July 10th, 2006


Obituary for a Blackbird.

There is a dead little bird on the lawn.

I saw it just now, as I was coming back to work after the lunch break, lying on its back, stiff, with one stiff leg still held up crookedly at the sky. I think it's a female blackbird, humble and brown.

Such is the way of little birds. Barely out of the nest, they hop into the wild world, and you wouldn't bet a dime on their skin. And you probably look aside as they barely survive their first trials in the world; when they face hawks, you call them doomed. And yet they pull it off, somehow, with flying colors, and suddenly you look as they soar.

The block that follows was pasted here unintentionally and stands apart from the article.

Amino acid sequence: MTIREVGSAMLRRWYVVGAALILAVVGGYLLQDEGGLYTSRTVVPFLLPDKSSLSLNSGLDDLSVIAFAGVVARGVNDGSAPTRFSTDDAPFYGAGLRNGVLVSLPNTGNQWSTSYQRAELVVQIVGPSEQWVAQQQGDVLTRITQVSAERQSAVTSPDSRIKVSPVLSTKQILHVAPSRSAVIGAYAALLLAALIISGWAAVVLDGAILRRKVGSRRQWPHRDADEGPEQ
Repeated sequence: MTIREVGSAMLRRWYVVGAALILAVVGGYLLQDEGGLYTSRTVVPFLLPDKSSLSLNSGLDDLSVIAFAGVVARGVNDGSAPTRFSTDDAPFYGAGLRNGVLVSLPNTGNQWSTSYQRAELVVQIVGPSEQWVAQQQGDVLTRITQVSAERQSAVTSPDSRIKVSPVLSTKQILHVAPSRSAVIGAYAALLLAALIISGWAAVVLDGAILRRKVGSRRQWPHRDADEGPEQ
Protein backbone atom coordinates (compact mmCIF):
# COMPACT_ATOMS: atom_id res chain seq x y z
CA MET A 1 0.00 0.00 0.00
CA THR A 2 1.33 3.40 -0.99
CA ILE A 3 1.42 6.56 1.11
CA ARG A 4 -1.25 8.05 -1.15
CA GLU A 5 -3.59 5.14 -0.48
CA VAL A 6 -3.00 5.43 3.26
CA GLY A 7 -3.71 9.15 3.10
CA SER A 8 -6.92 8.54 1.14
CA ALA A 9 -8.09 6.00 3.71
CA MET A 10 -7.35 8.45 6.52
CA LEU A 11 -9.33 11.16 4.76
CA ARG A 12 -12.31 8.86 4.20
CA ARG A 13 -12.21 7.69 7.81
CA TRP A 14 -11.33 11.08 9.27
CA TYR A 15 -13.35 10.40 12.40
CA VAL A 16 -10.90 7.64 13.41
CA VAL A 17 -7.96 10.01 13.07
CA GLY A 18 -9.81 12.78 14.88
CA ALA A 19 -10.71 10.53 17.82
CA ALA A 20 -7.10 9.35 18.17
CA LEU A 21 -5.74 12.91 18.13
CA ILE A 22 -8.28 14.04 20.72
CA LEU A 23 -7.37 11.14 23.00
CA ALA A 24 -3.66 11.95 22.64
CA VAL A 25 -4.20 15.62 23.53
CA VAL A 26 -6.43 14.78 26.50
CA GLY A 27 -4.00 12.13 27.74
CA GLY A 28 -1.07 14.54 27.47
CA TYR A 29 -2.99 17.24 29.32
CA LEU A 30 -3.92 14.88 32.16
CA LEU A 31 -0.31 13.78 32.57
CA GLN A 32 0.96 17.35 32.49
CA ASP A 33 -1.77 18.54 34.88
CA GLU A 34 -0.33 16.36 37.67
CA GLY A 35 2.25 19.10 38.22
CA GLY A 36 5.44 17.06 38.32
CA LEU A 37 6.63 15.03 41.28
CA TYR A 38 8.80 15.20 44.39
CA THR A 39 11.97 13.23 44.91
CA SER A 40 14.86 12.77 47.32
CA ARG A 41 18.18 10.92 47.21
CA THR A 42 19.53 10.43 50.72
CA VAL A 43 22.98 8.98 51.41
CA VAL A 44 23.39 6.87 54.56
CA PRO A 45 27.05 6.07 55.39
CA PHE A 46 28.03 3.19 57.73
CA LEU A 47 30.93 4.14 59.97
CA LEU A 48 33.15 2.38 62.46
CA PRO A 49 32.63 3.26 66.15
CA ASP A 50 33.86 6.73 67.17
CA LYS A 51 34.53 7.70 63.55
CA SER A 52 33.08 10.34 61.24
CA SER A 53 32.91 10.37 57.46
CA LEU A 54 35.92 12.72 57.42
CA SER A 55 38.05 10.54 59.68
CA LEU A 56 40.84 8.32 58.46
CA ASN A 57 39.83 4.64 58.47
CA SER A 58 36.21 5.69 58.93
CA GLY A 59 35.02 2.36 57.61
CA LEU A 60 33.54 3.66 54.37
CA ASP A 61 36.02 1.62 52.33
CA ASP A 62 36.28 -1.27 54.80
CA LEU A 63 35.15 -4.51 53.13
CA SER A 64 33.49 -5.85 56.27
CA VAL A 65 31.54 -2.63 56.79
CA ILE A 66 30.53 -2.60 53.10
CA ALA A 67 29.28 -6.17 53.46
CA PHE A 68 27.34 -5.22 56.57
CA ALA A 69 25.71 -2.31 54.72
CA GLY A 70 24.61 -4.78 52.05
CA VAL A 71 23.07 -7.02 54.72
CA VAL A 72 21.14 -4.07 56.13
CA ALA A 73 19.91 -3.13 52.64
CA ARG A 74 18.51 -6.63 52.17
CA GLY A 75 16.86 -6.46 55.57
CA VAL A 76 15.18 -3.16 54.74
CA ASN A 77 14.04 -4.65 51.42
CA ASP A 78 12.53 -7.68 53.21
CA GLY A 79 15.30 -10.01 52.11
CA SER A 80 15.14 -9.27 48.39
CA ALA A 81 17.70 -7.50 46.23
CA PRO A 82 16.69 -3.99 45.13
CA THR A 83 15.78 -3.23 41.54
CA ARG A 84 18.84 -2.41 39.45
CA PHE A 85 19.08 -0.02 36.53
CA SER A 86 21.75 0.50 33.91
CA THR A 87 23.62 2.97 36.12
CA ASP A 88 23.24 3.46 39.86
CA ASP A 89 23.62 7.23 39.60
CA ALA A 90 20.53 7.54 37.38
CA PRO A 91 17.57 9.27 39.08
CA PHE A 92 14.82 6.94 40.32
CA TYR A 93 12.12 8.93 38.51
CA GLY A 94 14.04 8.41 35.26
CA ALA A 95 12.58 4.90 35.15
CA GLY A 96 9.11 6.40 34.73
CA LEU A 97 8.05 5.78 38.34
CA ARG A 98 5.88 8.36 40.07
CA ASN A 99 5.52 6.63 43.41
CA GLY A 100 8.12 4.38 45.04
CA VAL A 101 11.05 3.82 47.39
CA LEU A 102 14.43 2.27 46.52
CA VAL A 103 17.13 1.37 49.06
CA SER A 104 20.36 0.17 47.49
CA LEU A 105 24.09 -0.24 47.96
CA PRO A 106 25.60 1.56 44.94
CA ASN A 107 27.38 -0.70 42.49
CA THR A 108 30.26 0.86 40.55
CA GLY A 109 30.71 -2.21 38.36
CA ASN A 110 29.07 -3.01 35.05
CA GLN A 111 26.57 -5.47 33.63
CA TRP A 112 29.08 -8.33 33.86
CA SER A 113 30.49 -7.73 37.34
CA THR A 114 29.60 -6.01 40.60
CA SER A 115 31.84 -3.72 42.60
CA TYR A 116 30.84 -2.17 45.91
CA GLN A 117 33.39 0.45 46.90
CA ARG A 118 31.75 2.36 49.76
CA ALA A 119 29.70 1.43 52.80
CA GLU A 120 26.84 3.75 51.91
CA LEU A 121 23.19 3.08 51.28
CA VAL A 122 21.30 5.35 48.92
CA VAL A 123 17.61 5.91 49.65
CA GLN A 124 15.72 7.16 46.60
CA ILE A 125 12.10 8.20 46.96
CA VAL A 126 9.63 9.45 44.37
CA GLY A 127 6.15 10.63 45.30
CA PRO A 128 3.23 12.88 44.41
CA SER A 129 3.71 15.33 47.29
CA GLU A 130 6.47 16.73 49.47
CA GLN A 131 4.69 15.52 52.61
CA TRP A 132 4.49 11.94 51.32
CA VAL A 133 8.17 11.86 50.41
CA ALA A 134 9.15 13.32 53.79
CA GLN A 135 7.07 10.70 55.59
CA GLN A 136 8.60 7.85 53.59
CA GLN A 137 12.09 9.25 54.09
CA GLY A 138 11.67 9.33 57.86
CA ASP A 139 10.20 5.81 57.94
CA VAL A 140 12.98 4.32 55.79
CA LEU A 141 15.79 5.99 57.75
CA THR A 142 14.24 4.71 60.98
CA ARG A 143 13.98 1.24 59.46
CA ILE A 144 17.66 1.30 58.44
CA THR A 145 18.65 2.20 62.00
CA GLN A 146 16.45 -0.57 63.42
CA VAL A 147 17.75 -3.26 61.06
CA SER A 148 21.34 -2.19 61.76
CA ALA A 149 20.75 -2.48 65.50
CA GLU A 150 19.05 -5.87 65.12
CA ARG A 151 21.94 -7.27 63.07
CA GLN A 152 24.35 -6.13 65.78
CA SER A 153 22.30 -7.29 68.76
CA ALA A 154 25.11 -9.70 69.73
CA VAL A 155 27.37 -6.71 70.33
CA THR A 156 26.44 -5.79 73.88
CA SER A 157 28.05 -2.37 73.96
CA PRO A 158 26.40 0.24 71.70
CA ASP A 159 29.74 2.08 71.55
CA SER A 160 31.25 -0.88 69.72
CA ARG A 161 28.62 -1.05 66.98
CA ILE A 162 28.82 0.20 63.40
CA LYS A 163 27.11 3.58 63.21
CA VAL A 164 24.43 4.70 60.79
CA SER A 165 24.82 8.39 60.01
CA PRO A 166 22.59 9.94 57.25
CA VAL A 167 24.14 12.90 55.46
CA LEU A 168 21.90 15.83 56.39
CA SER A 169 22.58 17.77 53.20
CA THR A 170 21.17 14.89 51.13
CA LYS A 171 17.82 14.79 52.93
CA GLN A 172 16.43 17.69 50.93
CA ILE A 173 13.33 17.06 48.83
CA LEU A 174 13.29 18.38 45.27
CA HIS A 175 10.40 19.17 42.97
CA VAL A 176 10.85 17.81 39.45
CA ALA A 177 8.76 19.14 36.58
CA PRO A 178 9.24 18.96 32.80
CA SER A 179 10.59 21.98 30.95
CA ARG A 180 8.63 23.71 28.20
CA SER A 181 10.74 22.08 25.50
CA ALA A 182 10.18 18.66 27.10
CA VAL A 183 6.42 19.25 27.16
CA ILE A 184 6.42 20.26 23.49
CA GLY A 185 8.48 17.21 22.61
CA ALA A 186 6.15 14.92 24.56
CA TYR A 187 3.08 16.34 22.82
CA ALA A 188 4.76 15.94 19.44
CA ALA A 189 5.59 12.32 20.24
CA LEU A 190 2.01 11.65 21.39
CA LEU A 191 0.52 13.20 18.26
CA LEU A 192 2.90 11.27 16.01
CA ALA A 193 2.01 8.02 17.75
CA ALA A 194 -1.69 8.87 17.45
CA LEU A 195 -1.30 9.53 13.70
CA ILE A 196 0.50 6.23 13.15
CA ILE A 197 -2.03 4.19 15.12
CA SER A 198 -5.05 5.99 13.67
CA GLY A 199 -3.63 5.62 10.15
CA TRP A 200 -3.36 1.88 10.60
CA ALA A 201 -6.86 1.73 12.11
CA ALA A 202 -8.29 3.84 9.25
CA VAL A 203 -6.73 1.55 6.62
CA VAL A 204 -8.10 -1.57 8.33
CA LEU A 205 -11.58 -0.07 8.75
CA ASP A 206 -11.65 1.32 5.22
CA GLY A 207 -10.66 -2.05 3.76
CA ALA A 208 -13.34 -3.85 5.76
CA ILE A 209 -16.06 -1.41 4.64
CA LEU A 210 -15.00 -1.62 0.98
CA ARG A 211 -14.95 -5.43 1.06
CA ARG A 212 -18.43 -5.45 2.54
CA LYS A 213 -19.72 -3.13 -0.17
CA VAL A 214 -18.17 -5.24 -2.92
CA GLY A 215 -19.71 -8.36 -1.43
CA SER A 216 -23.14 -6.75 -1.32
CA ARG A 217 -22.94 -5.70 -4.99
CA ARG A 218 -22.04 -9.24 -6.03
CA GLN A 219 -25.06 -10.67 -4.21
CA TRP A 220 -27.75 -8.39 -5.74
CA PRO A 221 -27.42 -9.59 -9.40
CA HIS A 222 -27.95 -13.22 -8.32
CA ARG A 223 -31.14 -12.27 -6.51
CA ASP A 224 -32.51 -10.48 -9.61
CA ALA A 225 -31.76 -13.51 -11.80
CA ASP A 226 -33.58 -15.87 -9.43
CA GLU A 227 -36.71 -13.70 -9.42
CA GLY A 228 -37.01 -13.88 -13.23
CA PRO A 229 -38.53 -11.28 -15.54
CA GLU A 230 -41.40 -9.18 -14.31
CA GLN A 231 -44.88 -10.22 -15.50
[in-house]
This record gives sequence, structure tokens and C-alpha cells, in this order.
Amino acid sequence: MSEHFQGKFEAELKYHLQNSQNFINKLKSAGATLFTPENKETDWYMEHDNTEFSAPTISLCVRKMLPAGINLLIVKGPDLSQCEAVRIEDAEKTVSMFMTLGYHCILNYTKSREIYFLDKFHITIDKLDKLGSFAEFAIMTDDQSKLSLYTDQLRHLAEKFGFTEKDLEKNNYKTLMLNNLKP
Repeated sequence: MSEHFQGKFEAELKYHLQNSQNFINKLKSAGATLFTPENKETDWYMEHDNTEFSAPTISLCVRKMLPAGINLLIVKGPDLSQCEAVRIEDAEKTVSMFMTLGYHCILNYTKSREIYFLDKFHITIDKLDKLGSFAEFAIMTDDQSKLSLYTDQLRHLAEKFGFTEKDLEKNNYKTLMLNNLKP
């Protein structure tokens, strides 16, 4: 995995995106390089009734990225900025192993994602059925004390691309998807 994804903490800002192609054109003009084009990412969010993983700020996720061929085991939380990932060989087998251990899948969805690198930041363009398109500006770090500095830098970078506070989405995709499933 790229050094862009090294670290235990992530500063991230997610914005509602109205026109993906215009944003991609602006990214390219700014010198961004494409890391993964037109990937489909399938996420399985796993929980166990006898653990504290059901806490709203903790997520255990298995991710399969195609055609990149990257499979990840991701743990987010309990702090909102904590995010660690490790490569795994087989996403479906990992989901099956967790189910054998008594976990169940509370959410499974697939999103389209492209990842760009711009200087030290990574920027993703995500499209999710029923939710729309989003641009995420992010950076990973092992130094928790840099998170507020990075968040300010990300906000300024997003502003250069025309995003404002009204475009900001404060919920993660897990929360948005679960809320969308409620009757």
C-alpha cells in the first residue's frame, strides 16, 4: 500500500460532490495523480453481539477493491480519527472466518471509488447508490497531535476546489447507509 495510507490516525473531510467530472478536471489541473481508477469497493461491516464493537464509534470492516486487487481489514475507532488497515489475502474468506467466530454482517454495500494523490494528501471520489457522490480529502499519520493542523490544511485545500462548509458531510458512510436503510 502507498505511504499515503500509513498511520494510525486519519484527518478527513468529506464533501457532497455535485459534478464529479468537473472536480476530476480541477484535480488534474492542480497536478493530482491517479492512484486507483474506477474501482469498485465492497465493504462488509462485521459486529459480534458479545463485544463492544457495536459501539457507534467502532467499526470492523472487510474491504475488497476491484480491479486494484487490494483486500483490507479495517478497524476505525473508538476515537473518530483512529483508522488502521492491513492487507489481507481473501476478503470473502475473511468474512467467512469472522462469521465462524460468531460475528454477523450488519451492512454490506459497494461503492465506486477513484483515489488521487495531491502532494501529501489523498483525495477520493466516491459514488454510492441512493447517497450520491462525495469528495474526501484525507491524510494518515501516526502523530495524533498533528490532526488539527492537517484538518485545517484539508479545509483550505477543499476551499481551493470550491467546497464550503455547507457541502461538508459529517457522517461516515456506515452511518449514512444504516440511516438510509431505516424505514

With the hawks left behind, they wing it into higher skies, toward further, wilder trials. Without reason, it seems like nothing can stop their flight; their chests swelling with song, they soar and whirl and turn as you look on, once, twice, thrice, and absurdly, you find yourself hoping they might reach all the way into heaven.

But such is the way of little birds: fragile in their glory, it doesn't take much -- one misplaced shot, one knock to the head -- to kill them in flight. And you find them dead the day after, and their brilliant flight is but an already fading memory.

There is a dead little bird on the lawn, and the bright summer light seems a bit less bright.